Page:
- It is usually a good practice to avoid the use of excessive fertilizers. The more organic your garden is the better. A good soil with a mix of compost should be more than sufficient for most plants.
- Dig in a layer of compost into your soil. Mix it well and leave it for a few weeks before putting your plants in. An organically rich soil is highly fertile and its porous allowing for a lot of oxygen.
- Instead of fertilizing a lousy soil continuously you are better off mixing it with compost to make it fertile. It is never a good idea to instead the salts in your soil, which happen when keep adding fertilizers. Stay organic as much as possible.
- You can buy compost in sacks from the nursery or you can make the compost yourself from kitchen left over, grass, bark, straws, dried leaves, egg shells and paper.
- Avoid using any non-vegetarian product in your compost such as animal fat. Avoid using animal excretions from dogs, cats and the like. However herbivorous animal excretions should be fine, make sure they are dehydrated before adding it to the compost.
- Build up your soil fertility at least once a year. It takes time but its worth the effort. Dig up as much compost as you can, add it to the roots of growing plants, sprinkle some on the soil surface also.
Organic fertilizers and compost should be used in good quantities which preparing the soil initially. Once the plants are in place it difficult to induce organic fertilizers because they need to be dug into the soil.
Some common tips on using chemical fertilizers
Chemical fertilizers are release their nutrients fast, this can lead to plant damage if used in excess quantities. Plants have been known to go into shock when fed too much fertilizer in one shot.
Remember these pointers while using chemical fertilizers
- Read the label on a chemical fertilizer to understand how much to use on a per square foot basis.
- Some fertilizers are dry and required to be sprayed on wet soil.
- Some fertilizers are required to be diluted with water and poured on the soil.
- More is not good. Stick to the label instructions. You can burn out the plants by applying more chemical fertilizers.
- You would be better of fertilizing less but doing it twice instead of fertilizing more in one shot.
Making your own organic fertilizer through compost
Compost is not just a fertilizer though that is its primary function.
The main advantage of compost is that it is organically rich. Several soil organisms thrive on these nutrients. There organisms in turn aid plant growth by releasing necessary nutrients. It makes your soil more living.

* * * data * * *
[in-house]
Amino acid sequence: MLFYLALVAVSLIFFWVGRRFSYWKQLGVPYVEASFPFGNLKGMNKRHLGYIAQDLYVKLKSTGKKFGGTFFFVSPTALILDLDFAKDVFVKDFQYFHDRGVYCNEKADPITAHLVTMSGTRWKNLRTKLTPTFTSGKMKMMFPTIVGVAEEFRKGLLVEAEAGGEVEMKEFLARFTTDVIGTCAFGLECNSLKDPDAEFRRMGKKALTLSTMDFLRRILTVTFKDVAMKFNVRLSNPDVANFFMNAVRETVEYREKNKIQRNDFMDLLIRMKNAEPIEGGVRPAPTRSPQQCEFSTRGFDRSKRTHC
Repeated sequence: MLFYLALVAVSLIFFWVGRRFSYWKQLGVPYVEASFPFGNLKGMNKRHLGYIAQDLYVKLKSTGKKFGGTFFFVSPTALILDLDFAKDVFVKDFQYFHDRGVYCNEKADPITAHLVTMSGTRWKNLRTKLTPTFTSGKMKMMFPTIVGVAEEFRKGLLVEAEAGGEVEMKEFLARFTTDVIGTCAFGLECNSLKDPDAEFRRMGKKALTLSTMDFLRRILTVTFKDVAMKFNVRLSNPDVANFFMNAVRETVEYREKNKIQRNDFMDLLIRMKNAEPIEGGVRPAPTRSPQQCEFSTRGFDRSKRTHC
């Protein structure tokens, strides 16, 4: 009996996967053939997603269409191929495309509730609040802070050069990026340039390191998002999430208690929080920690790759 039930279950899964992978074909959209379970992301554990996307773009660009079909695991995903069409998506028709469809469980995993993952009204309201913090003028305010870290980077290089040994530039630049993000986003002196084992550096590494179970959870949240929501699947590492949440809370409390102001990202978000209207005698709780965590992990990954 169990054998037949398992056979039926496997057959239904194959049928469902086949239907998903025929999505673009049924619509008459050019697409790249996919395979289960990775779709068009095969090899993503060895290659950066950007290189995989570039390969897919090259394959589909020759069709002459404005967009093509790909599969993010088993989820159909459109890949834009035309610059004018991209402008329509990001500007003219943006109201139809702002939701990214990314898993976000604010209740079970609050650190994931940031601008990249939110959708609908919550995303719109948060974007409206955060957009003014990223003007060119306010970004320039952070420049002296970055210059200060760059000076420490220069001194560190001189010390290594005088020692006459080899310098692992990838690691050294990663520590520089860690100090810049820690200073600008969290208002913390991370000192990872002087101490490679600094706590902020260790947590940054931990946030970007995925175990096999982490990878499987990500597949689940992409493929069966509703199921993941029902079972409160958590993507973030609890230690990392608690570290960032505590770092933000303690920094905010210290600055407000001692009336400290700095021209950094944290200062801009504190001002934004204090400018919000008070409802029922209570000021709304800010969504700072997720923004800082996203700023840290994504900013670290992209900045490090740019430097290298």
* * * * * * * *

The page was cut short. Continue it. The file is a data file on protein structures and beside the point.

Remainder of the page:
There is nothing wrong with digging in a lot of compost. More is less as far as compost is concerned.
Dig in as much as in you want into the soil. If you have clay soil, compost is a savior. Compost has a tendency to lighten the clay soil and make it more porous. Sandy soil can also benefit from compost in that it adds the necessary elements.
There are few guidelines to using compost as mentioned below:
- Avoid using soggy compost
- Excessive dry compost is not preferred
- Compost should be fully decay, it should be dark in color and crumbly
- The best ratio on a bad soil would be half compost and half soil
- Dig a hole deeper than required by the root ball, put some compost into the hole before placing the plant.
- Mix some compost with the top layer soil of the plant.
- In case of potted plants, make sure you add a couple of handfuls of compost to the top layer soil.
Preparing a compost can take a few months so get started early. It is a good idea to use a large bin to prepare the compost. Stir the compost once every two weeks to hasten the decomposition process. The compost should be dark brown in color and should have a earthy smell, which indicates that it is ready to use.
Favored material to use for making a compost are as below:
- Chopped up leaves, barks and stem of healthy plants
- Weeds which don’t have flowers or seeds
- Grass cuttings
- Peelings from vegetables, lettuce and other greens
Keep away from using plants which are decayed or diseased for compost. Avoid weeds which have gone to seed. Also plants which have been treated with herbicides should be avoided. Rotten meat should be avoided at all costs, the are not only harmful but attracts rodents like rats.